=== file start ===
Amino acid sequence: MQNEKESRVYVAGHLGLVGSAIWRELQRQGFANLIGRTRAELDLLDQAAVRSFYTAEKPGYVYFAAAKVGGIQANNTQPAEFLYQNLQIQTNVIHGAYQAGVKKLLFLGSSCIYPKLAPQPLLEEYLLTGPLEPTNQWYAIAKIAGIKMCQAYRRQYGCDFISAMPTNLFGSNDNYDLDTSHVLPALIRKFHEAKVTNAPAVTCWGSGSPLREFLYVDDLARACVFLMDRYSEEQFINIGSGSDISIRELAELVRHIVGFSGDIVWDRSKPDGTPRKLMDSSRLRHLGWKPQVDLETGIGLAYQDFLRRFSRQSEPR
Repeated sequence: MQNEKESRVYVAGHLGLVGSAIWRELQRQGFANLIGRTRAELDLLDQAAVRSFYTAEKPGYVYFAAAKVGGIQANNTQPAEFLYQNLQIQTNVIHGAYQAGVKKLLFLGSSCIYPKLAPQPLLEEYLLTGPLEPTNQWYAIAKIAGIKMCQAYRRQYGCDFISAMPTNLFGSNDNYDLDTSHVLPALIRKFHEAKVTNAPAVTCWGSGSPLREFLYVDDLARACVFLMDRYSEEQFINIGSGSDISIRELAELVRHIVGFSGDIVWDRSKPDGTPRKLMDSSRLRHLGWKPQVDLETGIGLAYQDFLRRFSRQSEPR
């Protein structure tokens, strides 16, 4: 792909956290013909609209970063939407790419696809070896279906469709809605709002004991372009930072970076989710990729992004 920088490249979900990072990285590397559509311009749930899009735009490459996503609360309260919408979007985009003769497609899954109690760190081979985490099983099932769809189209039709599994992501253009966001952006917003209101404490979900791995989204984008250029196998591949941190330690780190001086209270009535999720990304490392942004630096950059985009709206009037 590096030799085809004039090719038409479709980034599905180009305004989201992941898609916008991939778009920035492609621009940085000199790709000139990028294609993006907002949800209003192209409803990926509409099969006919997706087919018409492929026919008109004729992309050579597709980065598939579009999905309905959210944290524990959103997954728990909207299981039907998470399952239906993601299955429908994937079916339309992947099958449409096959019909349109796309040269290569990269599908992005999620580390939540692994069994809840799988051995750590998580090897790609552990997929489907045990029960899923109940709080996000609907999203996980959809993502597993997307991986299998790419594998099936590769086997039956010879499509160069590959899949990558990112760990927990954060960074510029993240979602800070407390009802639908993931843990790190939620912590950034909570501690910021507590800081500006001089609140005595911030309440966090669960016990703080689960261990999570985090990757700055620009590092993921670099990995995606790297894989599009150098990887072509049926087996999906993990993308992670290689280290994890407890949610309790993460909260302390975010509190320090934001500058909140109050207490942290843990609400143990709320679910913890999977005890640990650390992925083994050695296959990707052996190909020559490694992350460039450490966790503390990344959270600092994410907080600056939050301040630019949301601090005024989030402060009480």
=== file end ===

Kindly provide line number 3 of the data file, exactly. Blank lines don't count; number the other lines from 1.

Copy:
């Protein structure tokens, strides 16, 4: 792909956290013909609209970063939407790419696809070896279906469709809605709002004991372009930072970076989710990729992004 920088490249979900990072990285590397559509311009749930899009735009490459996503609360309260919408979007985009003769497609899954109690760190081979985490099983099932769809189209039709599994992501253009966001952006917003209101404490979900791995989204984008250029196998591949941190330690780190001086209270009535999720990304490392942004630096950059985009709206009037 590096030799085809004039090719038409479709980034599905180009305004989201992941898609916008991939778009920035492609621009940085000199790709000139990028294609993006907002949800209003192209409803990926509409099969006919997706087919018409492929026919008109004729992309050579597709980065598939579009999905309905959210944290524990959103997954728990909207299981039907998470399952239906993601299955429908994937079916339309992947099958449409096959019909349109796309040269290569990269599908992005999620580390939540692994069994809840799988051995750590998580090897790609552990997929489907045990029960899923109940709080996000609907999203996980959809993502597993997307991986299998790419594998099936590769086997039956010879499509160069590959899949990558990112760990927990954060960074510029993240979602800070407390009802639908993931843990790190939620912590950034909570501690910021507590800081500006001089609140005595911030309440966090669960016990703080689960261990999570985090990757700055620009590092993921670099990995995606790297894989599009150098990887072509049926087996999906993990993308992670290689280290994890407890949610309790993460909260302390975010509190320090934001500058909140109050207490942290843990609400143990709320679910913890999977005890640990650390992925083994050695296959990707052996190909020559490694992350460039450490966790503390990344959270600092994410907080600056939050301040630019949301601090005024989030402060009480």